SUPREME COURT OF THE STATE OF NEW YORK Appellate Division, Fourth Judicial Department
December 30, 2010
DALE R. STEELE AND HOWARD STEELE,
INDIVIDUALLY AND AS HUSBAND AND WIFE,
Appeal from an order of the Supreme Court, Erie County (Christopher J. Burns, J.), entered January 28, 2010 in a personal injury action. The order granted defendant's motion for summary judgment.
Steele v Lafferty
Appellate Division, Fourth Department
Published by New York State Law Reporting Bureau pursuant to Judiciary Law § 431.
This opinion is uncorrected and subject to revision before publication in the Official Reports.
Decided on December 30, 2010
PRESENT: MARTOCHE, J.P., CENTRA, FAHEY, LINDLEY, AND SCONIERS, JJ.
It is hereby ORDERED that the order so appealed from is unanimously affirmed without costs.
Memorandum: Plaintiffs commenced this action seeking damages for injuries sustained by Dale R. Steele (plaintiff) when she slipped and fell outside of the property leased by plaintiffs from defendant. According to plaintiffs, defendant was negligent in permitting snow and ice to accumulate on the property. Supreme Court properly granted defendant's motion for summary judgment dismissing the complaint. In support of the motion, defendant submitted the deposition testimony of plaintiff, who testified that she had walked over the area of her fall approximately 40 minutes prior thereto and did not "notice anything at all in particular about [the] area . . . ." Plaintiff further testified that she did not know why she fell until she observed ice on the ground after she had fallen. In addition, plaintiffs testified at their depositions that the tenants of the property performed all snow and ice removal and that they never notified defendant that the snow and ice on the property had created a dangerous condition. Defendant also submitted his deposition testimony in which he testified that plaintiffs were responsible for the removal of snow and ice on the property and that he did not recall ever observing a buildup of snow or ice on the property. Based on that evidence, defendant met his initial burden by establishing that he did not create the allegedly dangerous condition and that he lacked actual or constructive notice thereof (see Wilkowski v Big Lots Stores, Inc., 67 AD3d 1414; Bellassai v Roberts Wesleyan Coll., 59 AD3d 1125). Indeed, defendant established as a matter of law that any ice on the property " formed so close in time to the accident that [it] could not reasonably have been expected to notice and remedy the condition' " (Kimpland v Camillus Mall Assoc., L.P., 37 AD3d 1128, 1129). Plaintiffs failed to raise a triable issue of fact sufficient to defeat the motion (see generally Zuckerman v City of New York, 49 NY2d 557, 562).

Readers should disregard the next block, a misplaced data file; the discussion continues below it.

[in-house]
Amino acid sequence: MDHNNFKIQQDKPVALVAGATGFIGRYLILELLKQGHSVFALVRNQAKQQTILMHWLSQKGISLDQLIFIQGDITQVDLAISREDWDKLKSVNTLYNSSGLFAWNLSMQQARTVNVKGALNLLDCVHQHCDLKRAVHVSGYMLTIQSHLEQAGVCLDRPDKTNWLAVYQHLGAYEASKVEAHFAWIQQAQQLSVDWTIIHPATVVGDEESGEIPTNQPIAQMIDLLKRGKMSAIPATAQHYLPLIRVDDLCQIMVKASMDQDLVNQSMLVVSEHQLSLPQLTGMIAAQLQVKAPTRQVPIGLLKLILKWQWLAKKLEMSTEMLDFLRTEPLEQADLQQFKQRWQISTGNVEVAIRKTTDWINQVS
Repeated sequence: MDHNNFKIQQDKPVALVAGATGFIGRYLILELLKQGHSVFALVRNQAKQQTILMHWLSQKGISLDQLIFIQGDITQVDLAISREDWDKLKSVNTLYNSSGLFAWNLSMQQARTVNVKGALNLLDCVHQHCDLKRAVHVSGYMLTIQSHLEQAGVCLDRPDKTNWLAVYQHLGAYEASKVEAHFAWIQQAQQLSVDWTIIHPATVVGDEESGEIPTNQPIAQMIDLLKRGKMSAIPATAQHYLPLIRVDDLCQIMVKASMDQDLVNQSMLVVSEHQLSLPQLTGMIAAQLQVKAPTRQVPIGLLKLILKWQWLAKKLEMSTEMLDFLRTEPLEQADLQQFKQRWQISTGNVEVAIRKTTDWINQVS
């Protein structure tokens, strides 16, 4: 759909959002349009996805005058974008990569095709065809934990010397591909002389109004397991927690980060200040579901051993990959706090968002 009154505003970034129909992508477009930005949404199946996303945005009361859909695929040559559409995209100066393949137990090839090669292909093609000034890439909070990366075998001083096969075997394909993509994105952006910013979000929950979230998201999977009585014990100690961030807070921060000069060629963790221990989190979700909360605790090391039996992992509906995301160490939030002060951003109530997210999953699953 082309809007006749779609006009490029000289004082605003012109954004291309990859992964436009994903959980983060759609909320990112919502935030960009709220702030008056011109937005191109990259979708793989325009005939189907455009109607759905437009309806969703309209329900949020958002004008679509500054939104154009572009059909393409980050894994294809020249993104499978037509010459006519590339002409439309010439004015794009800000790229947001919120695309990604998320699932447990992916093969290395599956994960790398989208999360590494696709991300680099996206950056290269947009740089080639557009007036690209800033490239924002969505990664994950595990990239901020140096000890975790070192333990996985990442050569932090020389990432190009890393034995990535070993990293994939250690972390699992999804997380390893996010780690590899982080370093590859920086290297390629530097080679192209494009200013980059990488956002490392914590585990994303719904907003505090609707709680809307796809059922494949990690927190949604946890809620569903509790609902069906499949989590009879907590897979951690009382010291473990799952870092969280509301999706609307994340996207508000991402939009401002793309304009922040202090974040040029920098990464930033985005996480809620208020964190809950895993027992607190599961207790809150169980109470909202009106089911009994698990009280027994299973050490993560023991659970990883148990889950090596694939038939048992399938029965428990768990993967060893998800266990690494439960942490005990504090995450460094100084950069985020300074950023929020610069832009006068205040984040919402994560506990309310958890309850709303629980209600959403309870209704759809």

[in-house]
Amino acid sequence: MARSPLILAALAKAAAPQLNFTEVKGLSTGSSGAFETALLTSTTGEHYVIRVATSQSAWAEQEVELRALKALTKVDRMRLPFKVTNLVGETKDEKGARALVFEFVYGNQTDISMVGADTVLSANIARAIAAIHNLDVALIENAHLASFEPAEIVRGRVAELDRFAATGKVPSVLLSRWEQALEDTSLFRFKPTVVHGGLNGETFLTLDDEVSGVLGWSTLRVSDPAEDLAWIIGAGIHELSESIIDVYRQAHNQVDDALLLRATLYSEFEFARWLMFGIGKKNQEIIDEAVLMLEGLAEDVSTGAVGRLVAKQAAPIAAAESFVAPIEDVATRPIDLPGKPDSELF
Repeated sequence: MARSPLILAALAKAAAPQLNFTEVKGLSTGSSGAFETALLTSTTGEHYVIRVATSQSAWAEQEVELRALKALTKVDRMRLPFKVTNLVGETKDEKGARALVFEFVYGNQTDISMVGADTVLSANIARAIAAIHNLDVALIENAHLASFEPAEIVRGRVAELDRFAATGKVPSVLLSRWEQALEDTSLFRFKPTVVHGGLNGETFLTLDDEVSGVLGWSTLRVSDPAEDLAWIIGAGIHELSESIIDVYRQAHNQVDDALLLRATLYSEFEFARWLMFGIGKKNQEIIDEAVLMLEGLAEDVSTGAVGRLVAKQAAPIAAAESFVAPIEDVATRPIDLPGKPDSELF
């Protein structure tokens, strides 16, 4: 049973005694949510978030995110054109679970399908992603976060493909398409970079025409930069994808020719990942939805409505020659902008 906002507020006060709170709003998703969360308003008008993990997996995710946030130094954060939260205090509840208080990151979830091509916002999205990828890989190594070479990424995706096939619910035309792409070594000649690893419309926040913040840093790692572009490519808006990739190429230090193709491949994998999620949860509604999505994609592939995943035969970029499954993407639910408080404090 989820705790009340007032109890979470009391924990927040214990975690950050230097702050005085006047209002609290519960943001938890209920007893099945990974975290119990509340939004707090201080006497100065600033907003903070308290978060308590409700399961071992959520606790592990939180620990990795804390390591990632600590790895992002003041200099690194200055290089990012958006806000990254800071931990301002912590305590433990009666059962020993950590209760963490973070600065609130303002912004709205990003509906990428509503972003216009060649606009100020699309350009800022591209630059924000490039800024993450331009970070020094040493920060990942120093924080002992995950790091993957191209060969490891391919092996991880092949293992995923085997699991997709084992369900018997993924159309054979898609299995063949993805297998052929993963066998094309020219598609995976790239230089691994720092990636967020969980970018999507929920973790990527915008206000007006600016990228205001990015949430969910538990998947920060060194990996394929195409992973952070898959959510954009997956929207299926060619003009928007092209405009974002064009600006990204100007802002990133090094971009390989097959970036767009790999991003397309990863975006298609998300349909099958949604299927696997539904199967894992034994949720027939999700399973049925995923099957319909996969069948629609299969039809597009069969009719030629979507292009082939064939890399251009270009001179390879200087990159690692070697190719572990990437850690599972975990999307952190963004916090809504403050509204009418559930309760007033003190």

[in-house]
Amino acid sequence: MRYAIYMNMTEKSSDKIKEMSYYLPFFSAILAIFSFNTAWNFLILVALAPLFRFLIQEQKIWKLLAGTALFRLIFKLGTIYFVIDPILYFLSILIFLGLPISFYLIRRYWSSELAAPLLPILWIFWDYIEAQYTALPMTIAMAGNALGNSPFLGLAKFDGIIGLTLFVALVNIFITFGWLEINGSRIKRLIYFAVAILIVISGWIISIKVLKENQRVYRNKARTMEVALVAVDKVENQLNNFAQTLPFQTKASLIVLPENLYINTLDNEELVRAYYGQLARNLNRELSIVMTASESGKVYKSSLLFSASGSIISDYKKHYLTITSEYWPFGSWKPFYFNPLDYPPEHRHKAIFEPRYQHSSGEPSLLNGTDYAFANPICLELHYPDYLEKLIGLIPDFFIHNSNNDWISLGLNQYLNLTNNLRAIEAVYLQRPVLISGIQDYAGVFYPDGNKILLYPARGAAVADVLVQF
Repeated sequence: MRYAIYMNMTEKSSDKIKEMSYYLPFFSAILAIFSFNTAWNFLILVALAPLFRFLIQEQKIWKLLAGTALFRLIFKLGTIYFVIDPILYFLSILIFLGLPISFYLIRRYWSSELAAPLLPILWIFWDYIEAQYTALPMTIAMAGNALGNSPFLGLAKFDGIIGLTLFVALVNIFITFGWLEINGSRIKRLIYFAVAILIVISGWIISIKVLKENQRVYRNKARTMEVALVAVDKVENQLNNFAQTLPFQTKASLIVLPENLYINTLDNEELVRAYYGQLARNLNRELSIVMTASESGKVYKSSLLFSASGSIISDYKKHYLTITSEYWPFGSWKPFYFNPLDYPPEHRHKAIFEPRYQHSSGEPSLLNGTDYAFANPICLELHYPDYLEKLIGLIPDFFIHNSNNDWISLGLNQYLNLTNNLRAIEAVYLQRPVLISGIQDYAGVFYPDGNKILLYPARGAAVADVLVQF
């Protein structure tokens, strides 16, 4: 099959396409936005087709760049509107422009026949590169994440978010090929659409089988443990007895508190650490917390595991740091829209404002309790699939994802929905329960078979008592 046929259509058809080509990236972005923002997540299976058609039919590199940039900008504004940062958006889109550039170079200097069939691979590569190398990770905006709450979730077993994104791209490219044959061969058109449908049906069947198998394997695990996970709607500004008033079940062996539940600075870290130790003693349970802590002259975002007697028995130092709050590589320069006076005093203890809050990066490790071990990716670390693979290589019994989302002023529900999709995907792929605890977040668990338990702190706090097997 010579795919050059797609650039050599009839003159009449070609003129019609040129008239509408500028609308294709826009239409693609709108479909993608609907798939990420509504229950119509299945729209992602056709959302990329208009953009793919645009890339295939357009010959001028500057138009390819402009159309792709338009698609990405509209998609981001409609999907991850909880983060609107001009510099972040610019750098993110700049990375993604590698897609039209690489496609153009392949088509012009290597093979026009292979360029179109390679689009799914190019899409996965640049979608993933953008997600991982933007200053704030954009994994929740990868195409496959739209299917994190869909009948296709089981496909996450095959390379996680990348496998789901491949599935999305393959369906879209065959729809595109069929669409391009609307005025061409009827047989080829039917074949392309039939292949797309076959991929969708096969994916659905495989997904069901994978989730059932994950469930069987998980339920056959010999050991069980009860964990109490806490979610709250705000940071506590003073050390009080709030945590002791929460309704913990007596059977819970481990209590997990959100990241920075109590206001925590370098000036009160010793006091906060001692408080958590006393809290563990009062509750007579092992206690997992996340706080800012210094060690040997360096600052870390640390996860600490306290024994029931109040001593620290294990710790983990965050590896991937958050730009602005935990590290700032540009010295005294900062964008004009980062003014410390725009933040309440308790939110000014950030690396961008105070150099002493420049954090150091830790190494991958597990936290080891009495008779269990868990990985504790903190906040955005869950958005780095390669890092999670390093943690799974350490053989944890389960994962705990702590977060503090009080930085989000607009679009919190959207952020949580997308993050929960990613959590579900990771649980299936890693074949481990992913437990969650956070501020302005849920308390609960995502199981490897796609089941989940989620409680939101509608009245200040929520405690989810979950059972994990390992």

Entered: December 30, 2010
Patricia L. Morgan Clerk of the Court
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